AG:  No, he considers it.  I’m sorry,  the end of the sentence,  he considers it…
Student:  I’m.. I’m supposing that, aren’t we… don’t we…?
AG:  No, at the beginning, he considered it to be necessary and indispensible, that blank verse.  That’s what he said.
Student:  No,  That’s at the beginning of Jerusalem, so that must look back, then, to the Four Zoas..
AG:  Yes.  Yes.
Student:  ..which Blake presumably wrote …
AG:  Yes.
Student  …before Jerusalem.  So I think that the septenary, which is an epic derivation of the ballad measure, was the cadence that he considered using for Jerusalem (but) that he decided that he would not respect, right?

AG:  No, I don’t think so.  Not.  That doesn’t make sense.
Student:  Why not?
AG:  If I understood you, he..  that, in breaking away from the..  What you’re saying is that in breaking away from Milton and Shakespeare, the first shift he thought of was to a ballad meter? Is that what you’re saying?
Student:  I’m….
AG:  Or are you saying he was influenced by the ballad meter?  I thought that’s what you’re saying.
Student:  He’s breaking away from the iambic pentameter blank verse …
AG:  Right.
Student:  … and I don’t think….
AG:  And going to a ballad meter as a basis?
Student:  He says he thought about using a monotonous cadence “like that used by Milton & Shakespeare & all writers of English Blank Verse.”  Now that could mean that he thought of using blank verse – or it could mean he thought of using some other cadence in the way that they used blank verse.
AG:  Not likely, no.  See, I think that’s what you’re saying – that he considered using the ballad septenary, (naturally, he knows the ballad septenary), but he wasn’t considering a shift from one rigidity to another.  He simply unfettered that stream of verse that went up to Milton.  He says here, I have “produced a variety…both of cadences and number of syllables.”  Starting with the blank verse, (he) just opened it up and unfettered it.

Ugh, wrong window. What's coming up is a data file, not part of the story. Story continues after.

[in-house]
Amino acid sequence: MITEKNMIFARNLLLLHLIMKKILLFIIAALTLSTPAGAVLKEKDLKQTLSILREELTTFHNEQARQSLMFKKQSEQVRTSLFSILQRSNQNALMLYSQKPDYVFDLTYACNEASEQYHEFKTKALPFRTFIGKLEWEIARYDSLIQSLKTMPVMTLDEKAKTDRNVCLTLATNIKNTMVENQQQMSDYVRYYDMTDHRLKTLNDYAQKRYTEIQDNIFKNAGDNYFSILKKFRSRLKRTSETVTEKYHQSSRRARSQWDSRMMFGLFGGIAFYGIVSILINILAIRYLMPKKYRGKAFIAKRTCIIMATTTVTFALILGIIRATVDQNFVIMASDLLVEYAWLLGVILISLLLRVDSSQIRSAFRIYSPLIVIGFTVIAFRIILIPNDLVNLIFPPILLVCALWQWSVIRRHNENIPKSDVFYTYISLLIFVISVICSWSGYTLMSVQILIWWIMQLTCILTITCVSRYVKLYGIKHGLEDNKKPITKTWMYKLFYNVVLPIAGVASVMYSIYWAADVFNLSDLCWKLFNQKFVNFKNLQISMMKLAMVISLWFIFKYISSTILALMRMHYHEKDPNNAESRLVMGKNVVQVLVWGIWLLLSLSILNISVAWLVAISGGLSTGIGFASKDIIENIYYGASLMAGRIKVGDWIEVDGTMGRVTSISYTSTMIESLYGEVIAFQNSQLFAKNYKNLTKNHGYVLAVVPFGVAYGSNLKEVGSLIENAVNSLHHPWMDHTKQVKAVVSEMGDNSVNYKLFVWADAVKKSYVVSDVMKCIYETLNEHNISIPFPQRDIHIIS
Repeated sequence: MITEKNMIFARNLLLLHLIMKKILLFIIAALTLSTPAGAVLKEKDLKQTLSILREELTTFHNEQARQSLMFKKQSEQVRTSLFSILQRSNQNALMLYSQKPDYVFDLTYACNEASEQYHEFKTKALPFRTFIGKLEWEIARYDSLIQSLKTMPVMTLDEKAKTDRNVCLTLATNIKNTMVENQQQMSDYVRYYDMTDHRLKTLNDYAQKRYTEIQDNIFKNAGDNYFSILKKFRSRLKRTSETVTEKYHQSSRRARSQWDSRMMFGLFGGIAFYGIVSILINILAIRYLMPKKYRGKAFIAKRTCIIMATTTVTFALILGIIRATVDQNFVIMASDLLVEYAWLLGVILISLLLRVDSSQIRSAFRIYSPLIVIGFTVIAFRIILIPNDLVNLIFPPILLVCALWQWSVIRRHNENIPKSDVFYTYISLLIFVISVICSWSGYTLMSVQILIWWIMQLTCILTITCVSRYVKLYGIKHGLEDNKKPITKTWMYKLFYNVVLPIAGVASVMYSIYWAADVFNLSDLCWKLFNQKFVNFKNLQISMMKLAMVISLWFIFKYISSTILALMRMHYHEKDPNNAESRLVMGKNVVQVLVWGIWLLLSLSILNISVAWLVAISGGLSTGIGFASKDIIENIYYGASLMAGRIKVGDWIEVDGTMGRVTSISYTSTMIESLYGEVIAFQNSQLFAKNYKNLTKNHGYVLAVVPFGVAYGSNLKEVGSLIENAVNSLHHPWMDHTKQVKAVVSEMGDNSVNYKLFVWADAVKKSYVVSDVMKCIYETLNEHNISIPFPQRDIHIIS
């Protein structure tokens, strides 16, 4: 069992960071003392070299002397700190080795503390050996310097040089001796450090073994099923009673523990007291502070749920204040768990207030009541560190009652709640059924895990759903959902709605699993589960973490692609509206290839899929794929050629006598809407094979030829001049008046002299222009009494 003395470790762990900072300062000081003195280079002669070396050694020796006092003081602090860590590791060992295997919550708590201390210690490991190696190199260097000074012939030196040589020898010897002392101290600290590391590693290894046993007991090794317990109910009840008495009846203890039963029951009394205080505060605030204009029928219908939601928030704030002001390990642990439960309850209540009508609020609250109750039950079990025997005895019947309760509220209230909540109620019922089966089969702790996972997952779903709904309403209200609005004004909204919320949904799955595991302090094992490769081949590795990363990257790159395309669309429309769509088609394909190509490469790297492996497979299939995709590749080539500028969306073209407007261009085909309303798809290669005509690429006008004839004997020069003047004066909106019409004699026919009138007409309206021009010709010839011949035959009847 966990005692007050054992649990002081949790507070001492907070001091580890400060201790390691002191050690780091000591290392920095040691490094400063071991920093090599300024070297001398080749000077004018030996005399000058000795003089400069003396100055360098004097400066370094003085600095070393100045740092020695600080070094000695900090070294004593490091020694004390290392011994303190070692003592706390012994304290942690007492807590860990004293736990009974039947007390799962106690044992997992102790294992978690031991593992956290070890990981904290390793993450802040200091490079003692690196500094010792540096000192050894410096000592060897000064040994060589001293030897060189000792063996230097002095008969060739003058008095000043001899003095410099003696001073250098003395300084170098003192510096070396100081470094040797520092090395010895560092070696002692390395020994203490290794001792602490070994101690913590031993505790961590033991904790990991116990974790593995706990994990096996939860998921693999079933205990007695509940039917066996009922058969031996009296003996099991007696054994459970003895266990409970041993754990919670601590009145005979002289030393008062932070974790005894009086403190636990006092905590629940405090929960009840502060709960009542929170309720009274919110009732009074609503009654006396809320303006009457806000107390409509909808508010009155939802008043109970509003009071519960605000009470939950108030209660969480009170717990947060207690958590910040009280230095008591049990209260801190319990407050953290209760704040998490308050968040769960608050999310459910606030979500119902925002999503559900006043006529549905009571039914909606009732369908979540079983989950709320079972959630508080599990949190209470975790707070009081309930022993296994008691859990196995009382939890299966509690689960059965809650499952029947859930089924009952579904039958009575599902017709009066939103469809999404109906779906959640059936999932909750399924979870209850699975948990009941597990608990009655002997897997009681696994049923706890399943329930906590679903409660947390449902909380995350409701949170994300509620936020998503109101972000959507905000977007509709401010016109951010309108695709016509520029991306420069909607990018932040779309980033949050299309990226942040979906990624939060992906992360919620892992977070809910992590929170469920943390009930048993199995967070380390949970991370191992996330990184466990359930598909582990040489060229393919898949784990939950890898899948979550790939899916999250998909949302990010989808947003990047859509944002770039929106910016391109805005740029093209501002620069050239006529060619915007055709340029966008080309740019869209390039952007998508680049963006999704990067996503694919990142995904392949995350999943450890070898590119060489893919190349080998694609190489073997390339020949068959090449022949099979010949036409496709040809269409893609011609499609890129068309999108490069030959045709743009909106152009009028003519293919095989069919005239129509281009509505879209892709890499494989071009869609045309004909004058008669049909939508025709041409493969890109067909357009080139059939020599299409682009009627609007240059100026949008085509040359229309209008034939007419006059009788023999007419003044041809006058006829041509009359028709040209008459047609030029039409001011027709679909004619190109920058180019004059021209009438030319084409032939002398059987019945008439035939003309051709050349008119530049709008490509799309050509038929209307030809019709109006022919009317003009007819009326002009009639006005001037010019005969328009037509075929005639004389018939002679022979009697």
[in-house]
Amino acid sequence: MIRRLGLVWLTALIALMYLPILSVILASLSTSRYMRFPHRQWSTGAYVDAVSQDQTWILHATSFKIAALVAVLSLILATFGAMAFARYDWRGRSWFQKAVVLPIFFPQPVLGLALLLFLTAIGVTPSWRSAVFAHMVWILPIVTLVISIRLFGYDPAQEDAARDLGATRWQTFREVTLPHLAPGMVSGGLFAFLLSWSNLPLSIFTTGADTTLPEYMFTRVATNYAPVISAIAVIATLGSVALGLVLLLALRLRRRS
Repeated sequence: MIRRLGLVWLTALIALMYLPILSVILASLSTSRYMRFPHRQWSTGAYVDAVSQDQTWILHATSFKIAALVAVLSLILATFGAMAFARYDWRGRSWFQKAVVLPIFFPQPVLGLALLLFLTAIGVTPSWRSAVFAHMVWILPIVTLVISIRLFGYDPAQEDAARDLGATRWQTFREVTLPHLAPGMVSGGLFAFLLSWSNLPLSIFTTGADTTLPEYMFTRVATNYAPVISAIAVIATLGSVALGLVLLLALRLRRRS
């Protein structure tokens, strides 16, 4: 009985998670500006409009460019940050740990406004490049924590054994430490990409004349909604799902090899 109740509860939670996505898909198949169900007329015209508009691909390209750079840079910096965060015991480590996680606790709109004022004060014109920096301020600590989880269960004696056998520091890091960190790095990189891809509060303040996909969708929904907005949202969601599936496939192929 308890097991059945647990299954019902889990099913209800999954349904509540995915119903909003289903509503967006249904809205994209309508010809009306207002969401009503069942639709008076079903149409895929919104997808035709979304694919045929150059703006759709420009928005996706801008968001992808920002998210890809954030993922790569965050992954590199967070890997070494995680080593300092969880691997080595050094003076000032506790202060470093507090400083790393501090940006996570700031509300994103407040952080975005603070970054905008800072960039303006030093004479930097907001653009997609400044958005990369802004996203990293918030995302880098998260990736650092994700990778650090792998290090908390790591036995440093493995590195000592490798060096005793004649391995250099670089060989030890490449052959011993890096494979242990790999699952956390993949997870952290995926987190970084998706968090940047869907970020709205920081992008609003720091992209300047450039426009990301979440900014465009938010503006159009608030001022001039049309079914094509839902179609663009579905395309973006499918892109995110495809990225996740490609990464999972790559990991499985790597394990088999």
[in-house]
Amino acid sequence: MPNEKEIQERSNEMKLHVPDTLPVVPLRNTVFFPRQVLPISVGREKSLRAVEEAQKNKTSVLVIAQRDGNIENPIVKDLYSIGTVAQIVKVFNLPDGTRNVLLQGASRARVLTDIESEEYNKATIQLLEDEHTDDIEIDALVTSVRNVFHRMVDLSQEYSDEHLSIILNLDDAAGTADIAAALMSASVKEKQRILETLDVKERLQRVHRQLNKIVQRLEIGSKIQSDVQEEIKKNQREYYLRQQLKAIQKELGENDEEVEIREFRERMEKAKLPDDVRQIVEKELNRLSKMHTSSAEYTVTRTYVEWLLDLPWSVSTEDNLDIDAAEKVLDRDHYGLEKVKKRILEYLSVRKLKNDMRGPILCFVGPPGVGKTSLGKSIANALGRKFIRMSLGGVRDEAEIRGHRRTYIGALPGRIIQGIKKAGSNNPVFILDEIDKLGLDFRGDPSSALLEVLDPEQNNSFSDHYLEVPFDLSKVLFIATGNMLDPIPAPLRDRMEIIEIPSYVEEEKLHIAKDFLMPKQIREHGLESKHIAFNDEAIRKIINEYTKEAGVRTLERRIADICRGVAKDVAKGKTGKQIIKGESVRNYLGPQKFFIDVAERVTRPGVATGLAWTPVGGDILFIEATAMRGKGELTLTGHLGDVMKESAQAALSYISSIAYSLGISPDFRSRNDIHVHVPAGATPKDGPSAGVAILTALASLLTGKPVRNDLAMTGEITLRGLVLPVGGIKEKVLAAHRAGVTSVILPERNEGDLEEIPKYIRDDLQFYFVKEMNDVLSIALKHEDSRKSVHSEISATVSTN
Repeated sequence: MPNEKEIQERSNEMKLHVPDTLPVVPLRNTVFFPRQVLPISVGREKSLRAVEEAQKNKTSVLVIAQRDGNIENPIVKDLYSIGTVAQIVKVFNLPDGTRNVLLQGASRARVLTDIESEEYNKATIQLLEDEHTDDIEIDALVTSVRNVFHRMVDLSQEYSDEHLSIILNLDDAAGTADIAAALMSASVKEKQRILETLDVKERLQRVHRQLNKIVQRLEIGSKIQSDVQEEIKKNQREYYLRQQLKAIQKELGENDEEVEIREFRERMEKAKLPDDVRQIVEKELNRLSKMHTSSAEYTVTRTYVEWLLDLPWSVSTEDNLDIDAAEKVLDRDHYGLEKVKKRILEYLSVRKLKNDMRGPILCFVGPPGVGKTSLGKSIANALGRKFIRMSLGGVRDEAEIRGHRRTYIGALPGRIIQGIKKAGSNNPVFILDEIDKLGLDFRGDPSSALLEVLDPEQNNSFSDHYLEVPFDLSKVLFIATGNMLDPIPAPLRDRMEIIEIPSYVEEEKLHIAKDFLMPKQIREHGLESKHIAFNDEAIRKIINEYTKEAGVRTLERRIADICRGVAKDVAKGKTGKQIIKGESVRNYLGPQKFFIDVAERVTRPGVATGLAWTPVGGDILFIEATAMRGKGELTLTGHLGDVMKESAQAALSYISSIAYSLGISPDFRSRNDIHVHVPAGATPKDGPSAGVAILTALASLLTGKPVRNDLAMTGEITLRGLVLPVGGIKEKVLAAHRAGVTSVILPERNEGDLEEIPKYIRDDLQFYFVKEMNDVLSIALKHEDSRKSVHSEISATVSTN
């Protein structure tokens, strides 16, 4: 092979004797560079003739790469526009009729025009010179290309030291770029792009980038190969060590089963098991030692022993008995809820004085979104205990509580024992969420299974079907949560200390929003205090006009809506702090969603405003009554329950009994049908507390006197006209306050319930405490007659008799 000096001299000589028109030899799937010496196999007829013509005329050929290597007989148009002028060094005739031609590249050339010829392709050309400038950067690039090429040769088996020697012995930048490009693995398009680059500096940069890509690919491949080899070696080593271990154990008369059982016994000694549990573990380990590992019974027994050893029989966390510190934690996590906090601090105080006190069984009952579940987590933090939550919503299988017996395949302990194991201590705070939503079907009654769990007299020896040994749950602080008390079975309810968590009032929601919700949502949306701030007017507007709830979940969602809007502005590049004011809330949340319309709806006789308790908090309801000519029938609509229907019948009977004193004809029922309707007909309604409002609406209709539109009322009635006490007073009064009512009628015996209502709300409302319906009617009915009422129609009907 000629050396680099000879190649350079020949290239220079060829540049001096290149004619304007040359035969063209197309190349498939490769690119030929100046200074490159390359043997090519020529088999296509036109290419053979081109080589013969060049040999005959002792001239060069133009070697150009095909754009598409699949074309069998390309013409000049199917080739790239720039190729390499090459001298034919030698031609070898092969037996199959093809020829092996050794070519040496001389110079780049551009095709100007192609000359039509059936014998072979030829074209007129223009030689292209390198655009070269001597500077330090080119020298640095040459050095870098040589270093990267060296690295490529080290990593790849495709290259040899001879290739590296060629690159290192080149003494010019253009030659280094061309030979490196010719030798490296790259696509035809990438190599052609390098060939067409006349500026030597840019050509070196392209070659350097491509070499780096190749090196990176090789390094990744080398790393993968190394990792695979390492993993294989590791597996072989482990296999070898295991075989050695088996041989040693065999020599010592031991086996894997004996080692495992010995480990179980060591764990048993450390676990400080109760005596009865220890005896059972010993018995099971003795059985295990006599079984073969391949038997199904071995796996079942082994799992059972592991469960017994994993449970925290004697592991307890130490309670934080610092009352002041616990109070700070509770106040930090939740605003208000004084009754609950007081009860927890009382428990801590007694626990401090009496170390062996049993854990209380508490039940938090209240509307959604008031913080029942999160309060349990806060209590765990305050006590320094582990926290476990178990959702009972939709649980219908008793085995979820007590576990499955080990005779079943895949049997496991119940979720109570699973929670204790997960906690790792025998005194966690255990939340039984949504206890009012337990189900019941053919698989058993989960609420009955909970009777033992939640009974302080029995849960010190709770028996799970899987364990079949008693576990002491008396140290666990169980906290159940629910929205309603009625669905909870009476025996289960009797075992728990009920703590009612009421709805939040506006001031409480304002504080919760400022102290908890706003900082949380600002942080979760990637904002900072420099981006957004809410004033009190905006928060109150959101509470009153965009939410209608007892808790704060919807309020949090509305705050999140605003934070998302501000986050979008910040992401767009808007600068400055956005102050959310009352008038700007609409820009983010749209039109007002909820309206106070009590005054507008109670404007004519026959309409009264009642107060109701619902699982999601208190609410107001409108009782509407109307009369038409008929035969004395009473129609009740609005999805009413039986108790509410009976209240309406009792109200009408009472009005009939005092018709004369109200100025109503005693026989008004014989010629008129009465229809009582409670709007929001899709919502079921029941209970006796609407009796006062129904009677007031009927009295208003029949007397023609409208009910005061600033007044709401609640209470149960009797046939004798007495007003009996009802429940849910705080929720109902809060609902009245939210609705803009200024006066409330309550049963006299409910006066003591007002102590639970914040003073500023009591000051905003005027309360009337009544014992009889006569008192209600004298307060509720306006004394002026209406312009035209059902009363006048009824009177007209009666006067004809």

Student:  That’s in Jerusalem .
AG:  Yes.  Well, the same thing in the..,  the same ear as operating, the same background and ear.
Student:  Well, I guess….
AG:  Yes?

Student (4):  I think that what he’s saying is that he just overlaid a different rhythm on it, the way a jazz improvisation…
AG:  Yeah.
Student(4):  … is overlaid upon a (melody)….
AG:  Perhaps overlaid the ballad septenary?
Student (4):  ….so that you can still hear…
AG:  Yes.
Student (4): …sometimes hear, the virtual tune behind what the… is what the guy is (trying to do, maybe)…
Student:  Yeah, thank you very much.
Student (4):  like Charlie Parker plays duh-dah duh-dah duh-dah duh-dah.  And that’s embracing (the tune)…

AG: Yeah,  my own experience with writing that kind of verse is that I think you’re just thinking up the wrong alley, from this point of view that the difficulty in proceeding from the Miltonic line is a thing of extending a line out to include more prosaic speech and variety of actual speech.  And to go in the direction, the artist faced with this problem would not likely try and solve it by going in the direction of a strict ballad meter..breaking that.

Tape ends here but then continues 

Audio for the above can be heard here, beginning at eighty-four-and-a-quarter minutes in and concluding approximately ninety-and-a-half minutes in